An excellent post, particularly for the clarity of its explication of the problem. Contrary to what many of the comments, this is not a technical problem but a political one. So long as special interests can bribe our US and state legislators with campaign contributions in exchange for influence over policy, our laws will favor the special over the public interest. A lack of interoperability is a barrier to care coordination, costing us thousands of lives and hundreds of billions of dollars, and taking a toll each year on our global competitiveness as well. Allowing EHR vendors to decide whether they’re going to adhere to standards that would permit seamless information exchange may serve their interests it is directly counter to the national interests and should not be tolerated.

    Unfortunately, as with the rest of our national health care cost crisis, only one group, non-health care business, has the heft, influence and motivation to be a counterweight to the health industry’s rapaciousness. Unfortunately, to date they’ve been divided and neutralized by the industry through organizations like our Chambers of Commerce.

    So, like Dr. Billings, I am skeptical that we can get the health IT industry to change its practices.

  16. Current HIT is dysfunctional, user unfriendly, and represents an emerging disease that must be mitigated.

    How, you may ask. First off, the devices causing the disease, eg CPOE, must undergo safety and efficacy vetting by the FDA. Then, there needs to be after market surveillance.

    There is not any evidence that these devices improve outcomes or reduce costs. ZERO!

  17. The problem is the order in which things have been done. By stimulating the use of IT on a dysfunctional healthcare system we have automated and embedded a dysfunctional system. What was needed was healthcare reform first and then embedding it with technology.
    It has not been a total waste, but I suspect in hindsight the US will look upon it as a wasted opportunity. Maybe if they had been more willing to give healthcare reform a chance back in Bill Clinton’a day they would now not be in such a fire situation.
    Other countries such as Australia and the UK can’t be too smug either. Failure to first implement the required system change before using technology to embed it is a major failing. It doesn’t need to be centrally planned, but it does need physician involvement and it does need to be courageous enough to change the status quo with a long term view. Payment reform is at the center, but quality and safety need to be intrinsic goals as well.

  18. Love the use of the VA example, Dr. Leng, but some clarification is required. To get to VistA, the VA absolutely did not “get a bunch of doctors in a room with the best minds in IT” and “lock the door.” In fact, there was a sanctioned IT project managed in just that way that was a dismal failure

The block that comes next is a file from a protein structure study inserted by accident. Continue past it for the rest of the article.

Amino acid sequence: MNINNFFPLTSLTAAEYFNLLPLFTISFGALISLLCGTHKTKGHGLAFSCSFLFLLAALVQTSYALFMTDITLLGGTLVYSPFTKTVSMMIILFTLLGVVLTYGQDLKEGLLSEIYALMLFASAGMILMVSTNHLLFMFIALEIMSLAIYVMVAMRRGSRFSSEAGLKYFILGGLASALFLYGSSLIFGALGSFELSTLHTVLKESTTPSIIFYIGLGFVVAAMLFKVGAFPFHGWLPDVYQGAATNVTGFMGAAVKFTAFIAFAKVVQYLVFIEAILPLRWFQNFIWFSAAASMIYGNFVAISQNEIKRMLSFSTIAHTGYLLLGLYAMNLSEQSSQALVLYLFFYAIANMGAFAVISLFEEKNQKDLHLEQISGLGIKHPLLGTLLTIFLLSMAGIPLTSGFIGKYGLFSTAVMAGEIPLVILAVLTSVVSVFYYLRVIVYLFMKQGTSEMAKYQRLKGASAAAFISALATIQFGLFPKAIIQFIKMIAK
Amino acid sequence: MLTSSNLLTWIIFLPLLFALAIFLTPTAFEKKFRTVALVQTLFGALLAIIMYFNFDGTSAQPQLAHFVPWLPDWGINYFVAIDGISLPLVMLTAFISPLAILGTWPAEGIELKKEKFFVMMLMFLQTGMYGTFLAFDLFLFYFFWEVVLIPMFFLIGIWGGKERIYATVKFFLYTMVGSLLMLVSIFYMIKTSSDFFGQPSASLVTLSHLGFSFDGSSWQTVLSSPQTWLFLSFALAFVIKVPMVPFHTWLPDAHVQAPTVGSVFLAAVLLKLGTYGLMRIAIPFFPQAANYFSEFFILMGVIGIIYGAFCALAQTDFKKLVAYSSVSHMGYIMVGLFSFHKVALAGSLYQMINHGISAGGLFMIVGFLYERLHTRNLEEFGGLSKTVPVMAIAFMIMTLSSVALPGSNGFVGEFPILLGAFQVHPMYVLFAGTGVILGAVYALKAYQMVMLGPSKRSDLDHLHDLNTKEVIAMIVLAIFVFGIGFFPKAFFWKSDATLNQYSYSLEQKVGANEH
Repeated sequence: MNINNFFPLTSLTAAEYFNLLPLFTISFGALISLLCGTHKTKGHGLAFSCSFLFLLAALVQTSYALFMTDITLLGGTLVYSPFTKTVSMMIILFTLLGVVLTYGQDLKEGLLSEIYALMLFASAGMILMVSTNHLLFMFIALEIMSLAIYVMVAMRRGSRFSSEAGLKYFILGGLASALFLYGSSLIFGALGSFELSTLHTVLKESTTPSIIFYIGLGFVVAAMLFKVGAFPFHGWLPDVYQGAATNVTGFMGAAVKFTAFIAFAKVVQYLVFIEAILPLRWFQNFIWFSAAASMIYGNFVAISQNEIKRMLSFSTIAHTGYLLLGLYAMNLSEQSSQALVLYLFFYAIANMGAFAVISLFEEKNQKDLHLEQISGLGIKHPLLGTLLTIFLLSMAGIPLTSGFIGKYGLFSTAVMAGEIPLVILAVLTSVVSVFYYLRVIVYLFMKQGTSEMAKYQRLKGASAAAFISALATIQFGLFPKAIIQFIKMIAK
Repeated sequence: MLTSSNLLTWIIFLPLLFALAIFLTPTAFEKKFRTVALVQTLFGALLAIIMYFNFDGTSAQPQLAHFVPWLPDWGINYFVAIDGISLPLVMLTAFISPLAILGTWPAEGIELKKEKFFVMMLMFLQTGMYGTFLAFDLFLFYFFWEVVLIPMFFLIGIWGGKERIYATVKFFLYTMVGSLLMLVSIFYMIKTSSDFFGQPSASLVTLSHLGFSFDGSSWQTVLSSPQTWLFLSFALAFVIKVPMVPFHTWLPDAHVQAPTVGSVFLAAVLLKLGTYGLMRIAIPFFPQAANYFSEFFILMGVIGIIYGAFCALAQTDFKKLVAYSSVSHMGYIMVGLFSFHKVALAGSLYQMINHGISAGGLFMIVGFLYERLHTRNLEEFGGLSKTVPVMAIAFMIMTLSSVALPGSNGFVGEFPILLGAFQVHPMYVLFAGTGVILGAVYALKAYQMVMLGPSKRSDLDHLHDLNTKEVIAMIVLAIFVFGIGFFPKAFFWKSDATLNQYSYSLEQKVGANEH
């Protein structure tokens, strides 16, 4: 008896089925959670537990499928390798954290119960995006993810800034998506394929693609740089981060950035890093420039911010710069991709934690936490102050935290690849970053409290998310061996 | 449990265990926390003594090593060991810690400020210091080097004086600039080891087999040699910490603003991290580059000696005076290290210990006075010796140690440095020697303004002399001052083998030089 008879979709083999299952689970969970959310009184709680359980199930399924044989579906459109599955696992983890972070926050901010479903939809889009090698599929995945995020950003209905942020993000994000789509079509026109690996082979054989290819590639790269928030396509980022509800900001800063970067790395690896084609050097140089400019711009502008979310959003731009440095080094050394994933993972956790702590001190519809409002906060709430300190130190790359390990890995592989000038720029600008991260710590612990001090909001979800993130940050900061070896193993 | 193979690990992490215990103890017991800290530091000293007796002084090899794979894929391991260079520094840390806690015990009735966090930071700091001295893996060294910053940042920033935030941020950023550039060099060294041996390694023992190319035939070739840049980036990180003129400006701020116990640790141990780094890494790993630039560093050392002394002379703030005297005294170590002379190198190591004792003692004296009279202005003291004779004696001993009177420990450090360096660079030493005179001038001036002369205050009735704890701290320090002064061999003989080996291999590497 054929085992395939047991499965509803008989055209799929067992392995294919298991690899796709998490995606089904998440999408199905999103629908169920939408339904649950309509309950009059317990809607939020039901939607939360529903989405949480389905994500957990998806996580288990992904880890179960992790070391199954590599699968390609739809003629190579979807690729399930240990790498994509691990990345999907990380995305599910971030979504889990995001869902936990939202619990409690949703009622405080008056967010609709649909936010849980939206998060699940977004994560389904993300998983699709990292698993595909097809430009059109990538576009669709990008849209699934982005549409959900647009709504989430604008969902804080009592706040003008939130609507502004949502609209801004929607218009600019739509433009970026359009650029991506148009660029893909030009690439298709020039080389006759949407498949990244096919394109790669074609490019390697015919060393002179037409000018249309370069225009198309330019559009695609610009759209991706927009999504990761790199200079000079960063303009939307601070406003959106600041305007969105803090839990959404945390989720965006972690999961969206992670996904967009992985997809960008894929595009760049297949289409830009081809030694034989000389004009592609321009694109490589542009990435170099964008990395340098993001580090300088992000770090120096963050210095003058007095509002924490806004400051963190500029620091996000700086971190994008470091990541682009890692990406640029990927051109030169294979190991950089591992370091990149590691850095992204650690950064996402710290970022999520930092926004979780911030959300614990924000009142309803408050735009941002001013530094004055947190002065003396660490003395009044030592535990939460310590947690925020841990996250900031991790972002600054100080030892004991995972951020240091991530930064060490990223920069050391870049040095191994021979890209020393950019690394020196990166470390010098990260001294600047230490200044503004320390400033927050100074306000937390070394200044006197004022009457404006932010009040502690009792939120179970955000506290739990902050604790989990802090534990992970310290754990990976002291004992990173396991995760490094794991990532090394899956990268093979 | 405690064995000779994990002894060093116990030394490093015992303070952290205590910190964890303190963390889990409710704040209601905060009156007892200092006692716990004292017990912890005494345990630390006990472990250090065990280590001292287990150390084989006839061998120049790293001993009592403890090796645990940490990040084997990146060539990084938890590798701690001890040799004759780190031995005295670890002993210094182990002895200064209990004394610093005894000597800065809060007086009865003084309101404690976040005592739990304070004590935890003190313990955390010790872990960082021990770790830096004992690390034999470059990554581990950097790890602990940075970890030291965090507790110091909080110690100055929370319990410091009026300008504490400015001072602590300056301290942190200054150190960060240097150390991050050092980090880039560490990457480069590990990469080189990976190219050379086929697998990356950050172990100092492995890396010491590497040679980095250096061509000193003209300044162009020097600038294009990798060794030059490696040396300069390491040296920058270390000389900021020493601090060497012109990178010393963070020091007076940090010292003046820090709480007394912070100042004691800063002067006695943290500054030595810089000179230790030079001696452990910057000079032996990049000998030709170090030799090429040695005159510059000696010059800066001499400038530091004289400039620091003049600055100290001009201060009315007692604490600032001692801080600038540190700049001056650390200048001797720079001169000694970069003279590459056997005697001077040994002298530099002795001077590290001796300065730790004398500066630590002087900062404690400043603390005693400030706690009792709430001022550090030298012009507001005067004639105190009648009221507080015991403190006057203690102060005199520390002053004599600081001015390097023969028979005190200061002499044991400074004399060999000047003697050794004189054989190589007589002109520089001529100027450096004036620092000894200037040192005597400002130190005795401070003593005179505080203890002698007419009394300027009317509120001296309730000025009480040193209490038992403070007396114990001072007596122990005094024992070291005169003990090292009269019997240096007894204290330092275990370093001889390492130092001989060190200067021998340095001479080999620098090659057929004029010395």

The history of VistA development at the VA is much more complicated, but is also rather inspirational and a testament to grass-roots (sometimes clandestine) collaboration between motivated developers and physicians. You can read it from the perspective of some of the participants here: http://www.hardhats.org/history/hardhats.html

    Joe is right, central planning won’t work. It didn’t at the VA, and despite the seemingly centralized nature of Meaningful Use incentives, I think the feds are trying to walk a tightrope on this. They’re going to fall off sometimes.

  19. Nice article that explains fairly well why physicians are approaching EHRs reluctantly, spoiled at the end by the suggestion that patients ask their physician why they don’t have an EHR. How about just have the patient read the article, then they don’t have to ask why.

  20. I worry that health care providers are spending time and energy on learning EHR, fixing EHR, explaining their job to EHR creators (not communicating clearly) while learning about how to heal people is being neglected.

  21. Standardization is a great idea and has been implemented in a lot of areas (especially in the VA, as Shirie stated) yet even where it has been done there’s still a long way to go. Finding the right system that works for everyone is a tricky business, especially in an ever-changing industry that’s constantly developing.

  22. Any EMR designed to work in the our dysfunctional system will be, by objective standards, equally dysfunctional. We’re going at this bass-ackwards: fix the system first and the appropriate IT will arise spontaneously. The current approach is only reinforcing what doesn’t work in American health care. To expect HIT to fix our problems is completely dishonest intellectually.

  23. dr. leng- central planning, even with ‘smart people’ doesn’t work.

    in fact, some of our greatest successes and advances in US history are from people that the experts dismissed as stupid, many are college drop outs, etc.

    the system ‘works’ by allowing many, many to make an effort– the bad ideas FAIL, and good ones can flourish — but when you stick in political influence as a barometer or to increase likelihood of success…

    mediocrity reigns…

    increasingly, that describes more and more facets of our hc system.

    and, doctors are complicit in that they have been slow to absent to push back on claims of ‘bad, inconsistent care’ where ‘if only’ more structure and accountability were in place from the ‘right people’, the system will cost less and help more…

    anyone believe that we are better off today in hc than we were?

  24. Get a bunch of doctors in a room with the best minds in IT, lock the door, and don’t let them out until they have a system that works and is flexible. Then use the incentive money to give that system to every doctor and hospital. The VA does this and it works.

  25. medical research studies 101:

    1. who wrote and who paid for it.

    doesn’t necessarily make the results not true — but every living person knows bias can still be there — with the ‘blockbuster’ effect of this study — ONCHIT and $20 billion in stimulus funds that have benefited most of all — the companies that paid for the study…

    it is a reminder that until we know #1, and are willing to wait to corroborating more independent data, we should not have massive forced changes to any part of the economy…

    it’s called ‘evidence based medicine’.